MUNICH (Reuters) - Libyan Prime Minister Fayez Seraj of the U.N.-backed government in Tripoli said on Sunday he would like Russia to help overcome deadlock in the country, which is struggling with divisions among militias and an Islamist militant threat.
In an interview with Reuters, Seraj expressed hope that Moscow might act as an intermediary between him and Khalifa Haftar, a military commander who is supported by factions based in the east of Libya.
Seraj’s Government of National Accord has been trying to formulate plans for unified Libyan security forces since arriving in Tripoli in March, but has made little progress.
Neighboring Egypt talked this month to the Tripoli and eastern factions, which are both vying for control of the whole country. However, it failed to engineer a meeting between the two key figures, Seraj and Haftar.
Haftar was given a tour of a Russian aircraft carrier in theMediterranean last month in a show of Kremlin support. Russia also expects Seraj to visit Moscow soon.
Asked whether Moscow could become a useful intermediaryto pass on political messages or pressure to Haftar, Seraj said”Yes”.
“We hope that Russia will play a positive role in resolvingthe Libyan crisis,” he said on the sidelines of the Munich Security Conference. “We hope that anyone getting involved in Libya will have a positive effect in the sense that the message that I want to sit down with the other Libyan parties reaches them.”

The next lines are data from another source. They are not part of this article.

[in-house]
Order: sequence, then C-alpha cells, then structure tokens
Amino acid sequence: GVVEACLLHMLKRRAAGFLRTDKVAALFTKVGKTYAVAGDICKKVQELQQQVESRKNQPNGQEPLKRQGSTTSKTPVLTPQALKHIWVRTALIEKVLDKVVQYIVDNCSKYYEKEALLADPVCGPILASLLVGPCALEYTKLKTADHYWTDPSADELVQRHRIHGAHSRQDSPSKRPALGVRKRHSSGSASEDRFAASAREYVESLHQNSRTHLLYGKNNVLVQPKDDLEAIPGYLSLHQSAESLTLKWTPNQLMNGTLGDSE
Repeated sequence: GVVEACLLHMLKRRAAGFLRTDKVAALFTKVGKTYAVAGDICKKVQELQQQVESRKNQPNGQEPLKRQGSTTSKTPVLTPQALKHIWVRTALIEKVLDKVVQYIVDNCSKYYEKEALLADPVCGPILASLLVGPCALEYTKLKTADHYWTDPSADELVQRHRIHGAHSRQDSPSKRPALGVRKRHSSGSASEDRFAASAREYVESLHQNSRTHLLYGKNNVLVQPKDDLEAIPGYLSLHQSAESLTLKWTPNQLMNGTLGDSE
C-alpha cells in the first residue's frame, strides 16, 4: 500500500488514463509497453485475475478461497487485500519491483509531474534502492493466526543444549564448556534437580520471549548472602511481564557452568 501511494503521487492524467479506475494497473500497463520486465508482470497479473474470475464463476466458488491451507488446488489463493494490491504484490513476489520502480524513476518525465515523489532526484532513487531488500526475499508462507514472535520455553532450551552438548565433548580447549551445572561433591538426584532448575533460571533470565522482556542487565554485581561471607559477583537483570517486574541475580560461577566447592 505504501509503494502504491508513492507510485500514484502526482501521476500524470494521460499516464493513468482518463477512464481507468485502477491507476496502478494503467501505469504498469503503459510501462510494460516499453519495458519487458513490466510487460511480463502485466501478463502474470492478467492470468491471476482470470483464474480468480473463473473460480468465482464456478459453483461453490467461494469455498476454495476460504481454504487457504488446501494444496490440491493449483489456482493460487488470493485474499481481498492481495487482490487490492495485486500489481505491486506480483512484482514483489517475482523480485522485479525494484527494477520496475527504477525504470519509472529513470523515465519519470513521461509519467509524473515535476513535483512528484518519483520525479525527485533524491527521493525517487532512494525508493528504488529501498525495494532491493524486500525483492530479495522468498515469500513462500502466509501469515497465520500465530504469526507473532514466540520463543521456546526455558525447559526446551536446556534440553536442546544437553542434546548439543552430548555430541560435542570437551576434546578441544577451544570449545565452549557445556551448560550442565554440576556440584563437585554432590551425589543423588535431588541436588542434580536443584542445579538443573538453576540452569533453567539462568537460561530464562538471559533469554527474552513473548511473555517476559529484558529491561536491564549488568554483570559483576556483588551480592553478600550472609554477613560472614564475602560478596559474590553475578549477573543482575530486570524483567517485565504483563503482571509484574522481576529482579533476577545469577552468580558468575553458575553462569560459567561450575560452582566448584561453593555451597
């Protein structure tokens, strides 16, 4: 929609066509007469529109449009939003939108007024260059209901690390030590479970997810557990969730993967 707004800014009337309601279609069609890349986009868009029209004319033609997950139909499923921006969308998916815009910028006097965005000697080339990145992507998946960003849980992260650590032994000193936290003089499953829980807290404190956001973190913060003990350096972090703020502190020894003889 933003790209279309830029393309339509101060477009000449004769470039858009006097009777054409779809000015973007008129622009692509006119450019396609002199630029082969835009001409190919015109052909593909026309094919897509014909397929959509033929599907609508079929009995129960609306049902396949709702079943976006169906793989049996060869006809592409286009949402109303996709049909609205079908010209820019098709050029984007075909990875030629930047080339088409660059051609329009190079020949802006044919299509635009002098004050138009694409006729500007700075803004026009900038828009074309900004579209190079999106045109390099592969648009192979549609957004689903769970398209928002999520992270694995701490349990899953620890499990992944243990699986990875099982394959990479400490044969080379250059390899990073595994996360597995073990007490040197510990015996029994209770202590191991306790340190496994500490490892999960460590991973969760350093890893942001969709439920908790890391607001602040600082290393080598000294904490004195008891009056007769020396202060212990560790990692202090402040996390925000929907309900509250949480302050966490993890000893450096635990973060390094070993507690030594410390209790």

Seraj has already held talks with Russian Foreign Minister Sergei Lavrov and Moscow’s ambassador in Libya.
Referring to these meetings, he said: “We sent a clear message, we don’t want to exclude any military leaders. We want to unite the military forces, we want to fight against terrorism together, we want military forces to come under a political umbrella.”
Egyptian sources had said Seraj and Haftar agreed to honor a plan for creating a joint committee to negotiate reconciliation and elections by February 2018. But Seraj said: “There was no agreement in Cairo... Unfortunately the other side remains stubborn in rejecting dialogue.”
Western officials see the U.N.-backed government as a way to stabilize Libya, which has been caught in fighting since the 2011 civil war that toppled veteran leader Muammar Gaddafi. The country has also become a major departure point for migrants trying to cross the Mediterranean to Europe.
Italy and the European Union promised this month to finance migrant camps run by Seraj’s government as part of a wider drive to stem immigration from Africa, but Seraj said help was not sufficient yet to provide good humanitarian help.
He reiterated Libya’s refusal to take back any migrants who have already reached Europe, adding that the EU needed to make good on promises to help Libya monitor its southern border electronically and return migrants back to their countries.
“We are talking about people who are coming today from Africa and who end up in Libyan (camps) and would then try to go to Europe.... We are not talking about the return of migrants in Europe to Libya, that would be unacceptable,” he said.
“We’re not talking about soldiers on the ground. We’re talking about economic support, support with medical drugs, humanitarian aid, to provide medical services, doctors until the migrants return to their countries of origin.”
Reporting By Shadia Nasralla; editing by David Stamp